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Post by rburk 4/5/2024, 12:33 am

I've been shooting bullseye for about four years, and have managed to keep my lead levels in the single digits.  I will agree that indoor shooting is the highest potential for lead exposure.

All of my practice is indoor shooting, I limit it to no more than once a week.  I also go in with a plan to not waste time, I will train with 50 shots or so, takes about 30 to 40 min.

Immediately after leaving the range, I wash my hands with soap and water in the bathroom at the range.  When I get home, my clothes go immediately into the washing machine, with D-lead laundry detergent.  I go immediately to the shower, and use D-lead soap.  I do the same routine after an outdoor match.

I tried a 3m respirator once, model 9205, N-95, they have 20 packs at Home Depot.  If my lead levels rise, I would use a respirator for indoor shooting.

My level went from about 4.1 to 7.8 in a year.  I stopped indoor shooting for 40 days, and it dropped back down to 4.5.

You said you cast lead bullets.  I don't know how effective respirators are for bullet casting, but it might help to wear one.

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Post by popchevy 4/5/2024, 5:26 pm

I wasn told by a toxicologist that the n-95 filters were not good for lead particles,but I see they are working for some. The lead particles are too small and I was informed to use only the P-100.

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Post by SingleActionAndrew 4/5/2024, 7:46 pm

popchevy wrote:use only the P-100.

That's my understanding too 

This last year I shot much less but my level doubled. I also had stopped using my p100 mask. Back to using the mask. Was already showering with Dlead after shooting.
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Post by rburk 4/6/2024, 1:50 am

I think you both are right that P-100 respirators are what is needed for lead removal.  I only tried the N-95 one time, and it fit and I was able to shoot indoors with it on.  But I don't know if N-95 is effective for lead.  I will look into the P-100 respirators for future range use.

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Post by paulj 4/6/2024, 2:32 pm

Here's a LINK for a P100 respirator that is a lot more compact than the 3M respirator.  I don't care for the harness that it comes with so I adapted a 3M harness to mine.

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Post by Murph1911 4/7/2024, 8:13 am

When Mine was creeping up, I stopped helping clean at the indoor range and it slowly went down over time (about 2 years total) back down to almost zero.

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Post by popchevy 4/7/2024, 6:52 pm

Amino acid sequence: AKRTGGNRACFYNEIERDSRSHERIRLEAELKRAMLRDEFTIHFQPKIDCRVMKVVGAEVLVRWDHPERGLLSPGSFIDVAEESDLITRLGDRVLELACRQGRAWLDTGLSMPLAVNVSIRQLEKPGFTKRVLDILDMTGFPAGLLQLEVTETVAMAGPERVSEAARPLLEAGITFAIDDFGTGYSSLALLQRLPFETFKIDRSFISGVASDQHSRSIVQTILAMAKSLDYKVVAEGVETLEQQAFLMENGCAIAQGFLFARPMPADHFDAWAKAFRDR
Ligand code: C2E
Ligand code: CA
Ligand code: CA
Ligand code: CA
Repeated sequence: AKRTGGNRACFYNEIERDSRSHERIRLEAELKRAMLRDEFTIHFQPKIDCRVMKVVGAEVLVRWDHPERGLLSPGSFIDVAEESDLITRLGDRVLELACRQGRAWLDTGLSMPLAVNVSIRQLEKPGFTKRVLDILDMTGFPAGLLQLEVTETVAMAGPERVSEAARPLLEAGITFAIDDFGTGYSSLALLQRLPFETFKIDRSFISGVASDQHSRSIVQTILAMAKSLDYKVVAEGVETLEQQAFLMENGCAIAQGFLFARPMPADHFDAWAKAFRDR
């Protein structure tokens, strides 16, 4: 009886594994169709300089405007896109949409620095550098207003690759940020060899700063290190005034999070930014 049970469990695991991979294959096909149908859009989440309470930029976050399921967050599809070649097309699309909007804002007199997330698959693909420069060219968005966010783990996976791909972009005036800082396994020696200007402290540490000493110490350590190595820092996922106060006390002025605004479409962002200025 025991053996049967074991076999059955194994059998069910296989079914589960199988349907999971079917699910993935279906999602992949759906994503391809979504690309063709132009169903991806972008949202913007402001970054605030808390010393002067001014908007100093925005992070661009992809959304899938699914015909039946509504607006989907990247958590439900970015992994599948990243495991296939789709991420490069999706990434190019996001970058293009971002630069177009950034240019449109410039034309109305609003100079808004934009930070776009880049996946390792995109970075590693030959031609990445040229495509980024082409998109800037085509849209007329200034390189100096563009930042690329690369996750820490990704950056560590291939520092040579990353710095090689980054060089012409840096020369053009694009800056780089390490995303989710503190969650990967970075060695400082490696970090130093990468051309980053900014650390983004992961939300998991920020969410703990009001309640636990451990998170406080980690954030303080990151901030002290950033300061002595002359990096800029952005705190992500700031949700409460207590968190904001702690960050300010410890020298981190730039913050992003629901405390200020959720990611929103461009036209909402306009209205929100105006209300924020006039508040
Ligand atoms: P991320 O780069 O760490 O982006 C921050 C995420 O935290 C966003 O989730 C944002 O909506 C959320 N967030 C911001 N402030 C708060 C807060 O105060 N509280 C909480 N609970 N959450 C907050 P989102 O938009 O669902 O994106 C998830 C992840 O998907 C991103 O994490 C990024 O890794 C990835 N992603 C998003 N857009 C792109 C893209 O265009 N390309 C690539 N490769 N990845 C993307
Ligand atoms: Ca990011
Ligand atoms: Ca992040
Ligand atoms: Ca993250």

Sweeping the dry floor with a broom is a very bad thing to do. You are just stirring it up. The dust is very tiny.

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Post by Wes Lorenz 4/7/2024, 10:53 pm

FYI,
The West Seattle range has been substantially upgraded and is most likely the cleanest indoor range in the US.
Kenmore has been upgraded also and is almost smoke free.

Wes

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Post by Founder 4/9/2024, 10:10 pm

I was either up to 38 or 48...enough that the state inquired about my employer while I was working at the State Capitol as a legislative staffer.

I never did the mask thing. I stopped dry tumbling brass, I used d-lead soap, and shot indoors less.

I'm down to 5.
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Post by straybrit 4/10/2024, 3:28 pm

Mine went down from 19 to 8 in 6 months. Only changes were wet tumbling the brass, wearing latex gloves reloading and started using coated bullets. I didn't try and measure the impact (if any) of the individual changes.

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Post by MarkThomas 4/11/2024, 6:28 pm

Hmmm.  I am a novice air pistol shooter.  I built a 7 meter range in the basement under my house.  The floor is rough rat proof cement and very dirty.  I cleaned it up a little before I started shooting.  I've shot about 7500 pellets so far, and was wondering about the lead.  I handle the pellets with bare hands loading the pistol, and I pick up the pellets bare handed that fall out of the 22 bullet trap stuffed with rags I am using.  Should I put on a surgical glove when I pick up the pellets that fall out of trap to be safe?  And should I have my doctor to include lead in my blood work?  Thanks.

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Post by Wobbley 4/11/2024, 6:51 pm

Just wash your hands. Use “D-lead” if you wish. And no drinking or eating until you do wash your hands.
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Post by MarkThomas 4/11/2024, 7:40 pm

OK, thanks Wobbley.  I'll remember to wash my hands after practicing.  

The new Steyr I bought is amazing.  The test target from the factory put 5 pellets inside the X ring at 10 meters.  So I know if I don't hit a 10 it's not the pistol's fault.  Olympic air pistol is my next, and probably last, 10 year project.  Thanks

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Post by popchevy 4/12/2024, 12:28 pm

Most of the lead we are exposed to comes from the powder and the primer. You should have very little exposure but still better safe than sorry.